Where are the resources to build a massive infrastructure endeavour as outlined by Mrs. Arroyo? To accomplish such massive infrastructure project and then some, the money has always been there. After all, how much is the pork barrel of Members of Congress? How about the President's? We have the credit rating to finance our infrastructure endeavors, if only the money would be properly spent. A particular flaw of government is this: lowest bids do not necessarily constitute the best deal.

It is cynical to think that the President can not do what she outlined. Her past track record however, speaks for itself and being pragmatic, doesn't that prevent you from believing she can do it? A case in point: Mrs. Arroyo asked Congress during 2005's state of the nation address to do this: "the pre-need code to rehabilitate, reform and regulate the pre-need educational programs that worked so well in the past as a major vehicle for youth education entitlement". This should reform the Education Pre-Need plans industry which our people needed yesterday, what has happened to it?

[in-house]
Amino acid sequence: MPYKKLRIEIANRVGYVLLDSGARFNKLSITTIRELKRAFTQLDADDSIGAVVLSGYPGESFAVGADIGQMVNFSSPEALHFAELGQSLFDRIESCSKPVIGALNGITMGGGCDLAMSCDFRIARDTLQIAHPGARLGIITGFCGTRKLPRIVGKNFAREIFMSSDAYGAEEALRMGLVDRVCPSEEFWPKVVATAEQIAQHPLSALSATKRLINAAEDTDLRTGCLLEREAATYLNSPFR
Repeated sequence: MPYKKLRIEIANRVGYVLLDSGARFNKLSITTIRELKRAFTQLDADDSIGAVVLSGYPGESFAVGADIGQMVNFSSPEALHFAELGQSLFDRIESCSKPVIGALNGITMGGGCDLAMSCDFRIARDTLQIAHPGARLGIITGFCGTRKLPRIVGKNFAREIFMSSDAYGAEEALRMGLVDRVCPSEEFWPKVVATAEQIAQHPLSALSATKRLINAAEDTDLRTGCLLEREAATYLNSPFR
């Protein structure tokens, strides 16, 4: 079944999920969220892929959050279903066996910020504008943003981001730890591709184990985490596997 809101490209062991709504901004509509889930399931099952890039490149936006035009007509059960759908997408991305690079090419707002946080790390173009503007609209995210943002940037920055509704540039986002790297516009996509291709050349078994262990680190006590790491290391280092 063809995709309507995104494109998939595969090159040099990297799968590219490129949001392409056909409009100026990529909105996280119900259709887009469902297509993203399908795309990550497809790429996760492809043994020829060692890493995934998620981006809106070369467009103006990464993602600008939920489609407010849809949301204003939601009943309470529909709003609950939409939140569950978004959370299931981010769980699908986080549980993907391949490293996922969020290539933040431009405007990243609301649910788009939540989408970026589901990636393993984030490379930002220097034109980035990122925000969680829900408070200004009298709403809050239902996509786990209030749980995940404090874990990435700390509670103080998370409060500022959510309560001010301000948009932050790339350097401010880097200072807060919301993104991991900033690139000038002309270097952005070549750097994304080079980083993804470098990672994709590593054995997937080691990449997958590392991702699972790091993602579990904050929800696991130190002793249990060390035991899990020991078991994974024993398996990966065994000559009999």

Do you know what is the requisite to improve our people's lives? Willpower.

NEDA reports the following: improved our fiscal position, positive economic growth, non performing assets of Banks have gone down, underemployment and unemployment are still high likewise, Inflation is high.

Higher taxes have made up the inefficiencies in our tax collection. More importantly, it is true that we have the most expensive Electricity in the region and our per capita income has not improved regardless of the “growing” economy.

Similarly, it is also true that infrastructure--- investing in ourselves will boot economic growth because it provides businesses and industries faster delivery vehicle and the needed resources to make their investments more efficient, spurring more profit and hopefully job creation. We certainly need better and more efficient ways to getting around and it helps boost tourism as well.